The London Court of International Arbitration on 20 August 2009 awarded BDB Holdings and Belize Bank Limited BZ$44 million (US$22 million) in damages and costs for the breach of contractual warranties given by the previous government of Belize. The two companies immediately filed proceedings in the Belize Supreme Court to recognise and enforce the award.
A release by BCB Holdings stated that it is the third time in just over a year that an international arbitral award has been issued against the government of Belize by an international arbitral tribunal. According to the release latest award brings the total amount owed by the government in damages to various companies to over BZ$90 million (US$45 million). The government has so far refused to pay any damages.
The latest dispute involves contested business and income tax liabilities. Belize Bank has maintained that the former administration had entered into an agreement over the non-payment of taxes with the bank in 2006 ‘as a part of a settlement of earlier disputes between the parties and (that the agreement) was honoured by the Government and the Commissioner of Income Tax for two years prior to its breach.’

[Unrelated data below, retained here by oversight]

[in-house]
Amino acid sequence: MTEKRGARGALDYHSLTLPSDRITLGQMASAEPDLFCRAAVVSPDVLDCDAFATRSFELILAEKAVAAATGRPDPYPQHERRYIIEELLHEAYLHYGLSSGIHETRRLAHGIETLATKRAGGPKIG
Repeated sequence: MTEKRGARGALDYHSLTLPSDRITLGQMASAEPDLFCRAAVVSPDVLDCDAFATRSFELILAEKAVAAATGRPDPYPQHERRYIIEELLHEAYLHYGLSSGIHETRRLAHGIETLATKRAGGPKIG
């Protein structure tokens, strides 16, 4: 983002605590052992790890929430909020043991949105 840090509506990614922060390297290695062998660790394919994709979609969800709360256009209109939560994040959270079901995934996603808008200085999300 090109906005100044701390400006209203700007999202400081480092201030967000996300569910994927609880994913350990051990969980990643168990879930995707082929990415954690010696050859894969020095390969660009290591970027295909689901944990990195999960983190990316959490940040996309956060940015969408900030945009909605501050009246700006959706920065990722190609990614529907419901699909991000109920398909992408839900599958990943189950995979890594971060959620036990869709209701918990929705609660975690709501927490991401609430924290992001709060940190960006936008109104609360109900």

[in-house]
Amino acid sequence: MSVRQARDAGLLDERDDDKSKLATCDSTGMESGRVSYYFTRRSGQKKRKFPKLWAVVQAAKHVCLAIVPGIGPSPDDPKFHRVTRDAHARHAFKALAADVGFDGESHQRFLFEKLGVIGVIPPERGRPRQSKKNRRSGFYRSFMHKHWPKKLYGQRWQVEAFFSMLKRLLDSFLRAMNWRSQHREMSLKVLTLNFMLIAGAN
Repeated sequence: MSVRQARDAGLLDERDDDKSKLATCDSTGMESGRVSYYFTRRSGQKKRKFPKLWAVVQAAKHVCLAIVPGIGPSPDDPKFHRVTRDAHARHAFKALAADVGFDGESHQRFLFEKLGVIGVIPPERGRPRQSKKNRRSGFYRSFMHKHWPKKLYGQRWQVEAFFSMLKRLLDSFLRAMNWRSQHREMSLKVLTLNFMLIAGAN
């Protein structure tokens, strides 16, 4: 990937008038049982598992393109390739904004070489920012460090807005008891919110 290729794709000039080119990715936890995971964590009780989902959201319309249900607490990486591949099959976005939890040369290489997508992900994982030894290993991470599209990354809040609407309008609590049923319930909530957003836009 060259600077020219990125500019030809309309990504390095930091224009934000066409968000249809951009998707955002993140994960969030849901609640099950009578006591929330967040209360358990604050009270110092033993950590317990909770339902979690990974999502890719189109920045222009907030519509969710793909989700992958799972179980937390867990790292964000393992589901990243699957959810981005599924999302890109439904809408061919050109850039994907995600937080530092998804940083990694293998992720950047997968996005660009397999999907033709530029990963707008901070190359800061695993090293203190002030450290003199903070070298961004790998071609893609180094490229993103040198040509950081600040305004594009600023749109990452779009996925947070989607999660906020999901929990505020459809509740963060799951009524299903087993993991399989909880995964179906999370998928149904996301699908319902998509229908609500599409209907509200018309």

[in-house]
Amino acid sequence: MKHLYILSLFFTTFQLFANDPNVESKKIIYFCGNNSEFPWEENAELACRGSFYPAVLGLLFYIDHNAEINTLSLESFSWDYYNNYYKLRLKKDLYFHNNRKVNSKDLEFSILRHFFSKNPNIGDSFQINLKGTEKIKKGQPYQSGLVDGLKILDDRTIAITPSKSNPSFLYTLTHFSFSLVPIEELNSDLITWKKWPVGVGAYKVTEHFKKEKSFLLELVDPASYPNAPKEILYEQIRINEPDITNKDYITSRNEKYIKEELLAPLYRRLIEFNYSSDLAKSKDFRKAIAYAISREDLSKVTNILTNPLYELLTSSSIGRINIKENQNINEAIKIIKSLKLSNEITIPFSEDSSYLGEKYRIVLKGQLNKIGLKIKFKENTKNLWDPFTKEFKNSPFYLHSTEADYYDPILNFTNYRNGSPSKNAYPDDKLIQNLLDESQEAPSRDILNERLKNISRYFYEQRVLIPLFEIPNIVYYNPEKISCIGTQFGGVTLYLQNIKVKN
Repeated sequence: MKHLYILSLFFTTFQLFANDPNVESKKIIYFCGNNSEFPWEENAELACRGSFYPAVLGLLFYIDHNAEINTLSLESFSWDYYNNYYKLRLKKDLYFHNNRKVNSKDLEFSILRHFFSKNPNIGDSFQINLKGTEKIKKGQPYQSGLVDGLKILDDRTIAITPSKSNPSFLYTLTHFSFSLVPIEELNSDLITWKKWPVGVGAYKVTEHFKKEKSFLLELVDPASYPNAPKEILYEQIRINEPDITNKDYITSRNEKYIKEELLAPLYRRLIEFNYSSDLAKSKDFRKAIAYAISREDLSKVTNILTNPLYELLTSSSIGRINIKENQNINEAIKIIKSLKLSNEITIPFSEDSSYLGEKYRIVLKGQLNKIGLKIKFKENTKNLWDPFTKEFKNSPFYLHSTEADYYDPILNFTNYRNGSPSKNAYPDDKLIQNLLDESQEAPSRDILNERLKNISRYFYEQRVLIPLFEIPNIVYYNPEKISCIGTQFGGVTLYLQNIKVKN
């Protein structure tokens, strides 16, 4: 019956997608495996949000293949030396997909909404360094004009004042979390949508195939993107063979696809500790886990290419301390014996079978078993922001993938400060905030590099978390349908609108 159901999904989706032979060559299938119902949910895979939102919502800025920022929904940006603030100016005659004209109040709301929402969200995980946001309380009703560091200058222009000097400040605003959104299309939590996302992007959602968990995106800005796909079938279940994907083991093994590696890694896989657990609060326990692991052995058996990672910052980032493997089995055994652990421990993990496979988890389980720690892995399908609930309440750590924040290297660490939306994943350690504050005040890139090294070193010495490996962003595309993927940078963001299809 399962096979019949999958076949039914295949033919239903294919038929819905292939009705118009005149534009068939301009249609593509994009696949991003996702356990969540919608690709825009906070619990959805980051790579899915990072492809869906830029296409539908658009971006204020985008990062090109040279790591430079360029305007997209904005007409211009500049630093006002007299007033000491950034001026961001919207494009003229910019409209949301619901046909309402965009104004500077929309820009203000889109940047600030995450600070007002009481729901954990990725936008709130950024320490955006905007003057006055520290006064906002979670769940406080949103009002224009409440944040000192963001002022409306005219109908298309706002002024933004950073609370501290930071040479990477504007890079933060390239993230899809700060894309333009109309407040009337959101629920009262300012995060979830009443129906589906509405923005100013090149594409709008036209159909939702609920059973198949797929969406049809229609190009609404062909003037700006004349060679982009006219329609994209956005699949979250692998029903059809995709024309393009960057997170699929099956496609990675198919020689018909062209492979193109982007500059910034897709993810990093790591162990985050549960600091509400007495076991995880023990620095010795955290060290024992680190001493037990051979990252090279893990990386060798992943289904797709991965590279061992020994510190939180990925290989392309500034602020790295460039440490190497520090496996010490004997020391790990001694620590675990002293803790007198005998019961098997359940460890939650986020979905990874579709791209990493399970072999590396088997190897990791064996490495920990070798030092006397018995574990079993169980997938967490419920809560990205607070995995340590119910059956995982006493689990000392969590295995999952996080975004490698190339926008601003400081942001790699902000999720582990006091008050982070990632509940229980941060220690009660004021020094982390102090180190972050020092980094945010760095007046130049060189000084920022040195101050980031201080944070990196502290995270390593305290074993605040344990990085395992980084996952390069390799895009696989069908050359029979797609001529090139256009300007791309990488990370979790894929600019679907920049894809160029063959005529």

According to reports by Belize newspaper Amandala Prime Minister Dean Barrow already declared the government will resist any attempt to enforce the ruling, because the agreements, on which the damages are based, are in his opinion unlawful and immoral. He is confident that Belize’s Supreme Court will not enforce the LCIA ruling and rule, as it has in a previous case, that the underlying agreement between the government and the bank is illegal.
BCB accused the government of ‘cherry picking which arbitral awards it will recognise as legally binding’, referring to a tribunal decision against Belize Bank that was in the government’s favour. The LCIA had found that the settlement agreement over a $10 million Venezuelan grant between the former administration and Belize Bank violated both the Finance and Audit Act and the Belize Constitution.
Mr Barrow said he could not understand how the LCIA could make one ruling upholding the laws of Belize and another, concerning the Belize Bank tax agreement, running contrary to the Laws of Belize.
Belize’s previous government named the LCIA as the jurisdiction for the settlement of contractual disputes in some of its agreements. However, the current government has from the outset declined to defend proceedings at the LCIA and focused on defending the enforcement of any rulings in Belize.